Text and materials required to be purchased or accessed

ALL textbooks and materials available to be purchased can be sourced from USQ's Online Bookshop (unless otherwise stated). (https://bookshop.usq.edu.au/bookweb/subject.cgi?year=2013&sem=02&subject1=URP3201)

Please contact us for alternative purchase options from USQ Bookshop. (https://bookshop.usq.edu.au/contact/)

  • Commonwealth Department of Housing and Regional Development 1995, AMCORD - A National Resource Document for Residential Development, AGPS, Canberra.
    (This text is no longer available in print. A copy will be provided to students in PDF format on the SVY3201 CDROM, which is issued free of charge to all students.)

Reference materials

Reference materials are materials that, if accessed by students, may improve their knowledge and understanding of the material in the course and enrich their learning experience.

Student workload requirements

Activity Hours
Assessments 60.00
Directed Study 48.00
Private Study 47.00

Assessment details

Description Marks out of Wtg (%) Due Date Notes
ASSIGNMENT 1 100 10 05 Aug 2013
ASSIGNMENT 2 400 40 02 Sep 2013
ASSIGNMENT 3 500 50 14 Oct 2013

Important assessment information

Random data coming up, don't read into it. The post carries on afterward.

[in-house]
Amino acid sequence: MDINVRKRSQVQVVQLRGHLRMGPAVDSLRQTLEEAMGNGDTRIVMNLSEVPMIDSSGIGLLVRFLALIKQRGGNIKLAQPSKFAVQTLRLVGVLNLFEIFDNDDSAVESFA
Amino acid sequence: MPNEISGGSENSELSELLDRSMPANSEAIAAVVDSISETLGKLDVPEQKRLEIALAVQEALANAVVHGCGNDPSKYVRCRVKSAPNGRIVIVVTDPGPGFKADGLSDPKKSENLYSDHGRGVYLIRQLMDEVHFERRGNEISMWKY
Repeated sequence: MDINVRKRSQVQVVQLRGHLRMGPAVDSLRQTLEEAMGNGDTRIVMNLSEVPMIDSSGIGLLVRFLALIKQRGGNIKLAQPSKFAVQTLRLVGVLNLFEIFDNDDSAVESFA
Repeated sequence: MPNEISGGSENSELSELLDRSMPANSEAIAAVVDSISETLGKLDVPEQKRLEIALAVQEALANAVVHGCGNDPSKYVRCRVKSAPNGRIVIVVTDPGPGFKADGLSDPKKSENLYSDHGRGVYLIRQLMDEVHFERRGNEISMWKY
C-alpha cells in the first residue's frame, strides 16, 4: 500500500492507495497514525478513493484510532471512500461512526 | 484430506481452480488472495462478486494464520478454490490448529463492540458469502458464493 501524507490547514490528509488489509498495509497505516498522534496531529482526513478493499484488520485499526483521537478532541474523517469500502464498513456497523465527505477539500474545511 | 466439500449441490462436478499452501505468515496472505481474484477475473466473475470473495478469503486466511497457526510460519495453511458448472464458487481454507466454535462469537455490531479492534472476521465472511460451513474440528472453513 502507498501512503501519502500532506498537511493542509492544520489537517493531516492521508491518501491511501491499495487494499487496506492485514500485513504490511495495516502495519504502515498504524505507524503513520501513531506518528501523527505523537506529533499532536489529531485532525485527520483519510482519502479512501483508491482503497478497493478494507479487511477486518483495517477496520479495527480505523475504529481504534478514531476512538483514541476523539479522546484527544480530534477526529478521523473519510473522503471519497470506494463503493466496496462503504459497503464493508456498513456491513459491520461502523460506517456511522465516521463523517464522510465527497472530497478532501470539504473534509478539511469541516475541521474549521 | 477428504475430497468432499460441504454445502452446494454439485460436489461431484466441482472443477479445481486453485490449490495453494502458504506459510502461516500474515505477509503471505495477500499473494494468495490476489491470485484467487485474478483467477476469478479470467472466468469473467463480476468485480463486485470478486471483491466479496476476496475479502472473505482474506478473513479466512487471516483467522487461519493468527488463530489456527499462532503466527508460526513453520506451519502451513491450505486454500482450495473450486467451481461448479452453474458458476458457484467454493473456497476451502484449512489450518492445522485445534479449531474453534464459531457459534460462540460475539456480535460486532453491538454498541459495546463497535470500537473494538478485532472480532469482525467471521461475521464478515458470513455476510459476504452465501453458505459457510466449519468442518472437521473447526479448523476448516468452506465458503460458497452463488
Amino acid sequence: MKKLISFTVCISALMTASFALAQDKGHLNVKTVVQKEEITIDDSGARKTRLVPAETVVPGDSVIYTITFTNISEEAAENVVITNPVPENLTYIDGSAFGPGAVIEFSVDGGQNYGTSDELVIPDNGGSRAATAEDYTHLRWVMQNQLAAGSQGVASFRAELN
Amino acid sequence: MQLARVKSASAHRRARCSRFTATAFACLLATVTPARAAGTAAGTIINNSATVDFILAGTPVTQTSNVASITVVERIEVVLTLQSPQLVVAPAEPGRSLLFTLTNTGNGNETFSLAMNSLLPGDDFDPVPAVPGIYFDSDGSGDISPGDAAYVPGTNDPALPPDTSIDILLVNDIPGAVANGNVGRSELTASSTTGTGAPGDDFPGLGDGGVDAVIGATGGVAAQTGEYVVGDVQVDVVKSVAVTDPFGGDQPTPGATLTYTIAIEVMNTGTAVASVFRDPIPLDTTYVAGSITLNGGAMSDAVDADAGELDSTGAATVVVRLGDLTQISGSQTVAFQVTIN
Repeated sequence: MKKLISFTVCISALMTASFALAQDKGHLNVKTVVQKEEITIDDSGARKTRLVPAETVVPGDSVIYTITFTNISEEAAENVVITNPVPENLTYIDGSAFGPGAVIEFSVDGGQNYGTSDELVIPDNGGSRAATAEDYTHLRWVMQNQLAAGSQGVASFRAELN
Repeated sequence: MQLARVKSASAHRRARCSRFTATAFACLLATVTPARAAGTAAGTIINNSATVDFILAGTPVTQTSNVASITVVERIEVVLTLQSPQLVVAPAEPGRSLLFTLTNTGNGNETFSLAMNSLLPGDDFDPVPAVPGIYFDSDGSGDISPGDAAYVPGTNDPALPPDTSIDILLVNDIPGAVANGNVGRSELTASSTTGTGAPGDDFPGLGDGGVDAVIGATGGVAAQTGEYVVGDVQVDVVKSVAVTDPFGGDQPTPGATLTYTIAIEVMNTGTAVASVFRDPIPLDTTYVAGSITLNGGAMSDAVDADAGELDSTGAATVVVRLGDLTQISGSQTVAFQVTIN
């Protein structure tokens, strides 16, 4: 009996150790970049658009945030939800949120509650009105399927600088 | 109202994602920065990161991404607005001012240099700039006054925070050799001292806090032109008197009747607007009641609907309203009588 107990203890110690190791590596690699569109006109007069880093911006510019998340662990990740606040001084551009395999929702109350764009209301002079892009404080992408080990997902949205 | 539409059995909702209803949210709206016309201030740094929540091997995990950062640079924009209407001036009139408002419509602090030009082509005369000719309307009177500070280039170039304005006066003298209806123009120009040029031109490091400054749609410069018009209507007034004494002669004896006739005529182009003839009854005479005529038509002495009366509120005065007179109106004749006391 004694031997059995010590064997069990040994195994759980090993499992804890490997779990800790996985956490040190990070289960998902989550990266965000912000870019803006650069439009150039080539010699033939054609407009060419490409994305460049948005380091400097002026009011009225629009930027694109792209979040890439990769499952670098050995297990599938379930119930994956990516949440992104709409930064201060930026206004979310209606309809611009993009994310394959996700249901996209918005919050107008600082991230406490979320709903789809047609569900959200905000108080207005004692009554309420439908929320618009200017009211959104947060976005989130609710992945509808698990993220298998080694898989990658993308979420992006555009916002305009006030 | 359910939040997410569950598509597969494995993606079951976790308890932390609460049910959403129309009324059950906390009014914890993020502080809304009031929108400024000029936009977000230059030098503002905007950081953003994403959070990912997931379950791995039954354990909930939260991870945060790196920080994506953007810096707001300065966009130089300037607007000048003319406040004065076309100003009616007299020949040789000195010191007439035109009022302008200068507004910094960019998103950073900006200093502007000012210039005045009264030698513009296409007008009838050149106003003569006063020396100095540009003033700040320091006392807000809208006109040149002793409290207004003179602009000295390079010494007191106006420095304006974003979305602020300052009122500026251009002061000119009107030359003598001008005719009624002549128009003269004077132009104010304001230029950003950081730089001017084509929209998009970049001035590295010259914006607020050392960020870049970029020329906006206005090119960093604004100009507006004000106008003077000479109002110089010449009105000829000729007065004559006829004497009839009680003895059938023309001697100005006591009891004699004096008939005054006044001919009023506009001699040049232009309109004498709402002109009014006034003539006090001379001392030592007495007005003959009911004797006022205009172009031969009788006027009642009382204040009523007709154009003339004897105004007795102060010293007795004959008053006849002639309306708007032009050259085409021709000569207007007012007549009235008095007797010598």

1. Attendance requirements:
    There are no attendance requirements for this course. However, it is the students' responsibility to study all material provided to them or required to be accessed by them to maximise their chance of meeting the objectives of the course and to be informed of course-related activities and administration.

  2. Requirements for students to complete each assessment item satisfactorily:
    To satisfactorily complete an individual assessment item a student must achieve at least 50% of the marks or a grade of at least C-. (Depending upon the requirements in Statement 4 below, students may not have to satisfactorily complete each assessment item to receive a passing grade in this course.)

  3. Penalties for late submission of required work:
    If students submit assignments after the due date without (prior) approval of the examiner then a penalty of 5% of the total marks gained by the student for the assignment may apply for each working day late up to ten working days at which time a mark of zero may be recorded. No assignments will be accepted after model answers have been posted.

  4. Requirements for student to be awarded a passing grade in the course:
    To be assured of receiving a passing grade in a course a student must obtain at least 50% of the total weighted marks for the course.

  5. Method used to combine assessment results to attain final grade:
    The final grades for students will be assigned on the basis of the weighted aggregate of the marks (or grades) obtained for each of the summative assessment items in the course.

  6. Examination information:
    There is no examination in this course.

  7. Examination period when Deferred/Supplementary examinations will be held:
    As there are no examinations in this course, there will be no deferred or supplementary examinations.

  8. University Student Policies:
    Students should read the USQ policies: Definitions, Assessment and Student Academic Misconduct to avoid actions which might contravene University policies and practices. These policies can be found at http://policy.usq.edu.au.

Assessment notes